One of the prevailing topics in philosophy has been free will, and few figures have been as important in the study of free will than Thomas Aquinas. The thinker offered a number of explanations about free will, how human beings conceive of it, and whether it is truly free. To understand Aquinas on this topic, one must understand his spirited defenses for free will as a concept. He begins with the assumption that the will is free, but he does not stop there. He explains over and over why he makes this assumption, arguing about the nature of reality and how the human psyche interacts with that reality. The thinker makes keen observations not only about his own thoughts, but about his place in the physical world and how he interacts with it. To him, will is free, and everything around him suggests the truth of this assertion.
In explaining his assumption that the will is free, Aquinas notes that an appetite or desire follows every single form, meaning that when a person gains some new knowledge, there is always an appetite for more. From this, Aquinas posits two different appetites—one based upon the senses and one based principally upon the intellectual. Aquinas notes that human beings tend to follow each of these in some way, accounting for both the intellectual pull and the gut feeling that many describe when discussing their decision-making protocols. For Aquinas, maintaining this understanding of himself and how his psyche relates to the known world is central to understanding his own free will and the free will of all human beings.
Aquinas’s theories on free will are powerfully linked to the concept of necessity. His work posits the question of whether a person is truly free when there are necessities that happen all around him. He looks principally at four different kinds of necessity. This leads him in part to an understanding of how different kinds of beings utilize judgment and instinct. Animals, he will argue, do not operate with free will because their behavior is out of necessity. A brute animal discovering that an apex predator is in his path is not operating with free will, but rather, is being guided by an intrinsic force that reveals to it that being around the animal is principally a bad thing in nature. Human beings, Aquinas argues, are different because they operate with a sense of judgment. By this, he is suggesting that any number of situations, human beings are presented with different options and have the ability to make a choice. That choice is what constitutes free will, since there was no intrinsic necessity driving the person to make the choice in question. If a man can take any number of different courses and yet he retains the ability to recognize this and go down a certain path, then the man operates in free will rather than the contrived experience of instinctual inclination.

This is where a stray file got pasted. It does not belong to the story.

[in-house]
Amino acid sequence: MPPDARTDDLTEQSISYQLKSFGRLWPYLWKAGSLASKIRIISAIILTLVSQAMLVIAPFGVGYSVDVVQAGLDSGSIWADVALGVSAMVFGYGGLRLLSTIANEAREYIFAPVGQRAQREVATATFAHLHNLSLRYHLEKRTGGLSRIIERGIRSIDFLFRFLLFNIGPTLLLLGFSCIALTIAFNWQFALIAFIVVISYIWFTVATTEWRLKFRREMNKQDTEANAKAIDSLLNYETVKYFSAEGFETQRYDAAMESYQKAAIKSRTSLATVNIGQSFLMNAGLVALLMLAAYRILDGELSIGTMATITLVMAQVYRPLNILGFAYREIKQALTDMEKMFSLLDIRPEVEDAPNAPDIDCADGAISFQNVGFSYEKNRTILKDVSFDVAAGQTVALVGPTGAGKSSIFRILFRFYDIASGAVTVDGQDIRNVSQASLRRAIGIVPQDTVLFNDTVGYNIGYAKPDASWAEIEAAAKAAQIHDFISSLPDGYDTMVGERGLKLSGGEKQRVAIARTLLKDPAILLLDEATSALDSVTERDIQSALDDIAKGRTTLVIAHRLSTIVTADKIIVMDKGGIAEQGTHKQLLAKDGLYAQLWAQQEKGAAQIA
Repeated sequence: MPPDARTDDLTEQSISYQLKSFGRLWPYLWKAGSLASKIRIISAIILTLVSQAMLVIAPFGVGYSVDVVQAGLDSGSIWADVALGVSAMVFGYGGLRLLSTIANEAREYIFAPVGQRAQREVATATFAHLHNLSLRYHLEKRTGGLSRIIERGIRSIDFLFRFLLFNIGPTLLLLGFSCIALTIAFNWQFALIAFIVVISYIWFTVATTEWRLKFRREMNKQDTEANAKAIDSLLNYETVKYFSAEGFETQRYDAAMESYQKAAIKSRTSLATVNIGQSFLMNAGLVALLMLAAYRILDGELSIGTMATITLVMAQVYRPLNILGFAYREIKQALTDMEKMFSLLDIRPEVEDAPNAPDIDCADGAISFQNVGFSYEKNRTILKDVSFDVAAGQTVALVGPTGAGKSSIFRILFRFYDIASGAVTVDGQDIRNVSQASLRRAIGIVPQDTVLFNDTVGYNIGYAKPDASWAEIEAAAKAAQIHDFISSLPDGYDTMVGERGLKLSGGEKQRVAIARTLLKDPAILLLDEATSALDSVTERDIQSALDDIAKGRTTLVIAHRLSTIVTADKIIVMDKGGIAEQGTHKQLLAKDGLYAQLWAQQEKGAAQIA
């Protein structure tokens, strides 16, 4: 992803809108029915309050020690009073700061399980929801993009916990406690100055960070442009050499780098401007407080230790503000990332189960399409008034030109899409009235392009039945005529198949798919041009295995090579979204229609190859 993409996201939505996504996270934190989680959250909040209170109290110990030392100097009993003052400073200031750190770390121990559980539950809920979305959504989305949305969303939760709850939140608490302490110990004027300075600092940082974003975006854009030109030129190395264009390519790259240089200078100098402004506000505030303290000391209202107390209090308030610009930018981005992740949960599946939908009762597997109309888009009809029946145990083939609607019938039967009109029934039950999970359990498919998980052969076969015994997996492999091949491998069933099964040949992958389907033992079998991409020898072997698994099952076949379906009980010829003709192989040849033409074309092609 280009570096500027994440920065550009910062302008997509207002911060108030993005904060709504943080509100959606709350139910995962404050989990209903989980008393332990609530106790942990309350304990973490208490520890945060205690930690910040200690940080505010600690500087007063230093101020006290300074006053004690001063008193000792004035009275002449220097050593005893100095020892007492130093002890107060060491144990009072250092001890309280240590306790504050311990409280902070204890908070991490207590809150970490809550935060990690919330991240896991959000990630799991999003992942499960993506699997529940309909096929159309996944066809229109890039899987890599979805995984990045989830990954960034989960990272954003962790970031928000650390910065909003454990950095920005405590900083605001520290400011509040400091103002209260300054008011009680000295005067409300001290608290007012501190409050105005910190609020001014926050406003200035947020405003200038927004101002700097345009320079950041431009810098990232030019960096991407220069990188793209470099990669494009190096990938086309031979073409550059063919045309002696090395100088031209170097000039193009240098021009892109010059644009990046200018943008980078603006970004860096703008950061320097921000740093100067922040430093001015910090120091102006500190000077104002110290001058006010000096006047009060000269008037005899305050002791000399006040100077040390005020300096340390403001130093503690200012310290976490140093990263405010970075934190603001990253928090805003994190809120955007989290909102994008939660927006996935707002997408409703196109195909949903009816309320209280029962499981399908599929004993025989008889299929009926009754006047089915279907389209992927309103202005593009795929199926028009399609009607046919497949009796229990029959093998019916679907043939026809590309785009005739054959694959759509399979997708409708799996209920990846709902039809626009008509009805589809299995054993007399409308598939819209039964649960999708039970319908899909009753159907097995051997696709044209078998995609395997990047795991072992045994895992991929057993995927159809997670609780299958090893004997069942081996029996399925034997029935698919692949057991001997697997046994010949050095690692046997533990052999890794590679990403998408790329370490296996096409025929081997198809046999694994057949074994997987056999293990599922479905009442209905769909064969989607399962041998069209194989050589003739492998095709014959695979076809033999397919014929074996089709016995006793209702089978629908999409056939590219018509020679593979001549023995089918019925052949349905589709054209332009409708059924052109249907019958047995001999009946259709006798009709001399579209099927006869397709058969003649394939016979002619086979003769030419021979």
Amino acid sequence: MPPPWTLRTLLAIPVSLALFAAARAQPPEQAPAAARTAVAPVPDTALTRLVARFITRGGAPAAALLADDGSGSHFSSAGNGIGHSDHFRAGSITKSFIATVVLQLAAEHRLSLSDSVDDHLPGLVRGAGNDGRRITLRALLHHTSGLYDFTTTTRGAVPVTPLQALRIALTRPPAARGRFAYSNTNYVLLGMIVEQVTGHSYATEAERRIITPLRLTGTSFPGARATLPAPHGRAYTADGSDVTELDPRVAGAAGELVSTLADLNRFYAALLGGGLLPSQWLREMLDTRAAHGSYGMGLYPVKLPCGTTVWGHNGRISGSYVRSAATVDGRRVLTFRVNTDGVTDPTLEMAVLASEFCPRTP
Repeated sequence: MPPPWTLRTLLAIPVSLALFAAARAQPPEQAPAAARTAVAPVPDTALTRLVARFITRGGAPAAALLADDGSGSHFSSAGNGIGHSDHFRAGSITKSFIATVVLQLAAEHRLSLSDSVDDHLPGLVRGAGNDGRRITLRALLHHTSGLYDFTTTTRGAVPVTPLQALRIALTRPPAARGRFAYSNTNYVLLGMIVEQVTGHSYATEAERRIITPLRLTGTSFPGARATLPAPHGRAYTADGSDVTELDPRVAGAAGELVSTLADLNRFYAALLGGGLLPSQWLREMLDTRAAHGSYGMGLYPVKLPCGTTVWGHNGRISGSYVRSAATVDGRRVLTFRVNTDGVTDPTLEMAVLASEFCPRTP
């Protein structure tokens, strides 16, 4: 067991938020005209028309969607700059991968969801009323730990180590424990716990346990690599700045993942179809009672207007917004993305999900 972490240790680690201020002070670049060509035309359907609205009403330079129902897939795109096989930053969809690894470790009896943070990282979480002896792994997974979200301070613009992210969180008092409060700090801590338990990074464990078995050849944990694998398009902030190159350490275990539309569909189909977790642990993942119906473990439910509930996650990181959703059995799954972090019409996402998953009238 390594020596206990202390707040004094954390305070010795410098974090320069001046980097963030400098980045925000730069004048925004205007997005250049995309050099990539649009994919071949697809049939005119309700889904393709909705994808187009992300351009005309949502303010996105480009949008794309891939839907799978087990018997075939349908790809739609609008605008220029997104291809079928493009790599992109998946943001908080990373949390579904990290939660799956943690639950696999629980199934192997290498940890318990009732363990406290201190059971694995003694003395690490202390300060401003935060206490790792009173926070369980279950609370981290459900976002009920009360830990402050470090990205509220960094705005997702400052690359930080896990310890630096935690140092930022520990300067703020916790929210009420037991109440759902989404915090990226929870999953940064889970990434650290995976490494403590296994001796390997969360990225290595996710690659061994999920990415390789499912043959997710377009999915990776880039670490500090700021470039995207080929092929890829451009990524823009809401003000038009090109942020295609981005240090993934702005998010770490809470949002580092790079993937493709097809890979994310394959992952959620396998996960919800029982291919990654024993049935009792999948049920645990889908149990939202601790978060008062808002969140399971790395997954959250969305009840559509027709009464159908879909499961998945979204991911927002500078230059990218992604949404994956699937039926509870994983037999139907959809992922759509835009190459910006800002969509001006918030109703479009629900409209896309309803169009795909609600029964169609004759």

Importantly, the author links free will with reason. Aquinas believes strongly that all men have the ability to operate with reason. Reason without free will, though, is meaningless. This leads on to the thinker’s beliefs on the nature of rationality. Reason is simply the process by which one makes important choices. The thinking portion is only one part of that, but people are capable of deciphering their actions at the end of their thinking process. If people could not make choices after going through a specific process of rationality and problem solving, then reason would be useless and non-existence in nature. Aquinas operates on the assumption that human beings maintain rationality. Because he believes free will to be a necessary component of rationality, and he sees evidence that human beings occasionally make rational choices when presented with options and fact, Aquinas must conclude that free will is a real and powerful force, impacting the world around him in unique ways.
Aquinas recognizes the differences between a voluntary action and a non-voluntary action in human beings. Some acts, he notes, are voluntary, and once they get started, a person is operating largely on autopilot or instinct. For instance, a person does not actively tell himself how to turn a car through every motion of this particular action. It is largely instinct and training that come into play, as a person’s muscles perform the activity needed to shift the wheel and send the car going in another direction. What Aquinas does believe, however, is that human beings are the actors that set in motion the process by which these voluntary acts come about. If human beings are making rational choices to engage their sub-conscious instinct, then human beings retain the free will in the matter. It is as if human beings hit a button to power on these inclinations, understanding that they are inclinations and thus can make life easier. In the view of Aquinas, this does not undermine the nature of free will in humans, but actually enhances it because it presents yet another way in which human beings decide their own outcomes.
Ultimately Aquinas seeks to separate humans from animals on the basis of rationality and the control. He defines free will as a thinking beyond necessity and instinct. He believes that human beings behave with a certain level of rational thought, and as a consequence of this, they make decisions on their own volition outside of the control of their intrinsic forces.